Tuesday, October 25, 2016


Yesterday I attempted a social experiment on Facebook. It's rare that I post anything other than event stuff, pictures/anecdotes about the kids, or plugs for things I'm enjoying watching or listening to. But after a day of stewing I just felt compelled to speak out. And the results were fascinating.

To give the back story, the band played Denver this weekend. As always I was seated on stage when not singing, which is about 2/3 of the time (three hour evening). As often happens there wasn't much room on stage so I was kind of hidden behind a speaker, which makes what happened next all the more ironic.

Monday morning I wake up to an email sent to me and the bandleader cautiously advising that the writer (an older man guessing by his name, Hal - I don't know anyone under 65 who uses this nickname) had some criticism of me that "might sting" so don't read the email if I don't want to hear it. He said when I'm singing I am engaging and lovely, but when sitting on stage I look so bored and depressed that it puts a damper on the whole evening "for the whole audience" (ie the one or two people he bullied into agreeing with him) and that in future he suggests that I get seated somewhere out of view of the audience or off stage.

You know, because a woman's non-smiling, normal resting face is so upsetting to men that they need it to be removed from their existence so they can continue the fantasy that every woman in the room lives to please them and make them feel wanted and comfortable.

At first I took it as a (semi) legit criticism because I have actually been accused of this before...and so has every other singer I've ever mentioned this to. But the BF assured me this was just some old crank and to forget about it. "Fuck that guy" was his exact phrasing, as was my bandleader's when I texted him about it.

But as the day went on and I kept ruminating about it, it occurred to me that this was a uniquely female problem - your appearance, indeed your very essence, being criticized and commented on by men - in particular, men's constant exhortations that we smile more because we'd look so much prettier. And that this guy wasn't just an old crank but a gross chauvinist who felt he just had to put me in my place. For not being open, smiling, and giving the appearance of being sexually available, non-stop for three hours. Before long, I was boiling over with rage.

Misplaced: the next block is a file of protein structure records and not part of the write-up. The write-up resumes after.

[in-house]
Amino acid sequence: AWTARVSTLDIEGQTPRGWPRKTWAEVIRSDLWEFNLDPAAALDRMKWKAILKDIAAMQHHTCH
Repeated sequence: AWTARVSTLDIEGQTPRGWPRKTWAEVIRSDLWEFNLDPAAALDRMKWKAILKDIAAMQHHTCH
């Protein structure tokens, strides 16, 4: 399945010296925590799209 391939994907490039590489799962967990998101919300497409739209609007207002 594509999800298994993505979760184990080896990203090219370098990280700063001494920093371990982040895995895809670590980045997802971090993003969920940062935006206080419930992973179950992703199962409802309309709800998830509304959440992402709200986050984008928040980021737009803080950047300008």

So I posted on Facebook, with the explanation that yes, I have a Resting Bitch Face, and gee, where do you think that came from? Maybe a lifetime of sexual harassment and intrusion? Did you ever think of that?

Not surprisingly, all of the women got it, but many of the men did not. That no, I did not post this to have everyone say, "but you're so pretty and talented!" nor "ahh screw that guy, why are you getting all worked up over some idiot? Forget about it!" I wanted people - men in particular - to really think about how they see, think about, and treat women. Really, really think about it. Why is a woman not smiling so offensive to you? Why should a fat woman cover her body and act ashamed of herself? Why is there something wrong with a woman who won't wear makeup, or skirts, or heels?

I think I may have reached a couple of people. In which case I did my job. But you know, I've been doing a lot of reading of/listening to Lindy West lately, and she's really inspired me. I feel like I don't want to be silent anymore. Women endure these stupid little aggressions every day of our lives and are so used to it we don't even think about it anymore. But you know what would be awesome? If maybe we mentioned it every time it happened so people would see how ubiquitous it is and how it's time to make a change. Instead of just "fuck that guy".

But really, fuck that guy. The sooner these aging chauvinists (I'm looking at you, Donald Trump) drop dead the better off we'll all be.

I've decided this is my new "sitting on stage face":



  1. Right on! Thanks for a great post.

  2. Here, here.

    Luckily, I never get anything said about smiling. I think I scare them too much. And I will preface my upcoming rant with ... I work in construction.

    But every review I have had has always said something about me being less "brusque" or "need to tone it down". But if I do, every man in the room ignores me. They pay attention if I am yelling and cursing them out. And every new man I meet, I have to prove myself and my credentials... again and again and again. Sigh. Last year, sitting across the table from two men who told me I need to tone it down, I FINALLY after 20 years I asked how many men they had made that same comment to. Stopped them in their tracks. We'll see how this year's review goes. :)

  3. Yes, I totally agree and have been there! I have been accused of looking "like my dog died" while dancing out with friends, for one example.

    I will say that because you are on stage I feel like this isn't as straightforward as the typical "you should smile more" situation. A wonderful grad school professor once told us that when on stage but not permforming (be it speaking, presenting, singing), we should look at the person in the spotlight as though they are the most interesting/talented thing in the room. So we don't have to smile, necessarily, but we do owe them the respect of our polite attention. There's a chance that's not what Hal meant, but maybe...